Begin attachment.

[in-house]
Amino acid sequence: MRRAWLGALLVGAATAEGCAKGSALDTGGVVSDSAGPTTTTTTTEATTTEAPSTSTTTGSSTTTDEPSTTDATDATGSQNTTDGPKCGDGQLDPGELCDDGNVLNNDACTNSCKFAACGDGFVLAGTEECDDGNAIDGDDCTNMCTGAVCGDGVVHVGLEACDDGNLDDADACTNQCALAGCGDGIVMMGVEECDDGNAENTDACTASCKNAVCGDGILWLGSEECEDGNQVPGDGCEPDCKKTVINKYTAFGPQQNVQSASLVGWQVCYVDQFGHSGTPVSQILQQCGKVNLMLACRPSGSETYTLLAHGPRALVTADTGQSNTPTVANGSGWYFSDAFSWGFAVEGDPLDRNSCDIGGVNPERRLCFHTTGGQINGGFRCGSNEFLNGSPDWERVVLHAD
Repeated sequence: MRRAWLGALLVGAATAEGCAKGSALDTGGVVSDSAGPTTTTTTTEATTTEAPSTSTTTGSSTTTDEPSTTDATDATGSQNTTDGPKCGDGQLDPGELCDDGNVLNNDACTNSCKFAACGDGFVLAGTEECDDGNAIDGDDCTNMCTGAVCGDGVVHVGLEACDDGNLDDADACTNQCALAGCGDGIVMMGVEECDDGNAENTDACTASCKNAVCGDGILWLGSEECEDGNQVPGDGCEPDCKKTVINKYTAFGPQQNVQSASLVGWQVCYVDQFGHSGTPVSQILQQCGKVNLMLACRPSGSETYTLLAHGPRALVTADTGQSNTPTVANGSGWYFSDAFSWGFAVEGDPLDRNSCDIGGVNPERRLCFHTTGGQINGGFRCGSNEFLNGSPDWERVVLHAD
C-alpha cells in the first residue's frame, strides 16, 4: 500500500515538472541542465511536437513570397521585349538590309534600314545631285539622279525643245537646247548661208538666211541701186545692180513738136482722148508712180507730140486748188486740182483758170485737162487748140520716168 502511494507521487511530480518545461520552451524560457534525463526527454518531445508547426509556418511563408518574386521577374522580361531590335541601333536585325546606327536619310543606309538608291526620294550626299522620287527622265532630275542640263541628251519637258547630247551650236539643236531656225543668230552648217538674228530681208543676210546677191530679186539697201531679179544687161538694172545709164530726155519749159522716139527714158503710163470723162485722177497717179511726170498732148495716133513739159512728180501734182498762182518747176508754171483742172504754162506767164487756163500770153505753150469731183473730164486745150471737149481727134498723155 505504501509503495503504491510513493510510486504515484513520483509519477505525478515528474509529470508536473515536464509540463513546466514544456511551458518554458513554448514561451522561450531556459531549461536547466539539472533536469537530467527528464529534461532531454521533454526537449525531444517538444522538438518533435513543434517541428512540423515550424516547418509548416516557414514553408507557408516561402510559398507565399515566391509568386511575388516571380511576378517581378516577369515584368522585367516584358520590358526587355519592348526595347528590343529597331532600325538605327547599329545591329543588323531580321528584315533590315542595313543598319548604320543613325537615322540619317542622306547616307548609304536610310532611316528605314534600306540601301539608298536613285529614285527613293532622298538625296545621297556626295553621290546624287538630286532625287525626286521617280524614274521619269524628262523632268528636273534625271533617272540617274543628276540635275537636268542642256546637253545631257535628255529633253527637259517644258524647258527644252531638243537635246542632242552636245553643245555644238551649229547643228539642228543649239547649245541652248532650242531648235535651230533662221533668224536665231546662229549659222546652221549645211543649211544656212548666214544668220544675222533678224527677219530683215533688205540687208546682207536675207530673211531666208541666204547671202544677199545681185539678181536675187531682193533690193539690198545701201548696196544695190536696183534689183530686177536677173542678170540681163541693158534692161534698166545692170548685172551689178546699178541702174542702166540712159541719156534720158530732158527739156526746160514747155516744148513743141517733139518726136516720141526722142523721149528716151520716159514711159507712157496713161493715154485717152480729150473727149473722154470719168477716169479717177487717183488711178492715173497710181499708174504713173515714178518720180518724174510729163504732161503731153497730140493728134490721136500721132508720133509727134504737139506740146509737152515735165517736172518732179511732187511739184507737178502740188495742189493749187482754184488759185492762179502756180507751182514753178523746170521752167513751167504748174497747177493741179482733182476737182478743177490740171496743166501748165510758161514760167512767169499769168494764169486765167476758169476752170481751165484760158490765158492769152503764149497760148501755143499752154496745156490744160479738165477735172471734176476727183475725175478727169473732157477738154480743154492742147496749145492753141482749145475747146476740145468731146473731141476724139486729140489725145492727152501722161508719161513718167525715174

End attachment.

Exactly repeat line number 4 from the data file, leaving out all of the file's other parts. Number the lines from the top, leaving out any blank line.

C-alpha cells in the first residue's frame, strides 16, 4: 500500500515538472541542465511536437513570397521585349538590309534600314545631285539622279525643245537646247548661208538666211541701186545692180513738136482722148508712180507730140486748188486740182483758170485737162487748140520716168 502511494507521487511530480518545461520552451524560457534525463526527454518531445508547426509556418511563408518574386521577374522580361531590335541601333536585325546606327536619310543606309538608291526620294550626299522620287527622265532630275542640263541628251519637258547630247551650236539643236531656225543668230552648217538674228530681208543676210546677191530679186539697201531679179544687161538694172545709164530726155519749159522716139527714158503710163470723162485722177497717179511726170498732148495716133513739159512728180501734182498762182518747176508754171483742172504754162506767164487756163500770153505753150469731183473730164486745150471737149481727134498723155 505504501509503495503504491510513493510510486504515484513520483509519477505525478515528474509529470508536473515536464509540463513546466514544456511551458518554458513554448514561451522561450531556459531549461536547466539539472533536469537530467527528464529534461532531454521533454526537449525531444517538444522538438518533435513543434517541428512540423515550424516547418509548416516557414514553408507557408516561402510559398507565399515566391509568386511575388516571380511576378517581378516577369515584368522585367516584358520590358526587355519592348526595347528590343529597331532600325538605327547599329545591329543588323531580321528584315533590315542595313543598319548604320543613325537615322540619317542622306547616307548609304536610310532611316528605314534600306540601301539608298536613285529614285527613293532622298538625296545621297556626295553621290546624287538630286532625287525626286521617280524614274521619269524628262523632268528636273534625271533617272540617274543628276540635275537636268542642256546637253545631257535628255529633253527637259517644258524647258527644252531638243537635246542632242552636245553643245555644238551649229547643228539642228543649239547649245541652248532650242531648235535651230533662221533668224536665231546662229549659222546652221549645211543649211544656212548666214544668220544675222533678224527677219530683215533688205540687208546682207536675207530673211531666208541666204547671202544677199545681185539678181536675187531682193533690193539690198545701201548696196544695190536696183534689183530686177536677173542678170540681163541693158534692161534698166545692170548685172551689178546699178541702174542702166540712159541719156534720158530732158527739156526746160514747155516744148513743141517733139518726136516720141526722142523721149528716151520716159514711159507712157496713161493715154485717152480729150473727149473722154470719168477716169479717177487717183488711178492715173497710181499708174504713173515714178518720180518724174510729163504732161503731153497730140493728134490721136500721132508720133509727134504737139506740146509737152515735165517736172518732179511732187511739184507737178502740188495742189493749187482754184488759185492762179502756180507751182514753178523746170521752167513751167504748174497747177493741179482733182476737182478743177490740171496743166501748165510758161514760167512767169499769168494764169486765167476758169476752170481751165484760158490765158492769152503764149497760148501755143499752154496745156490744160479738165477735172471734176476727183475725175478727169473732157477738154480743154492742147496749145492753141482749145475747146476740145468731146473731141476724139486729140489725145492727152501722161508719161513718167525715174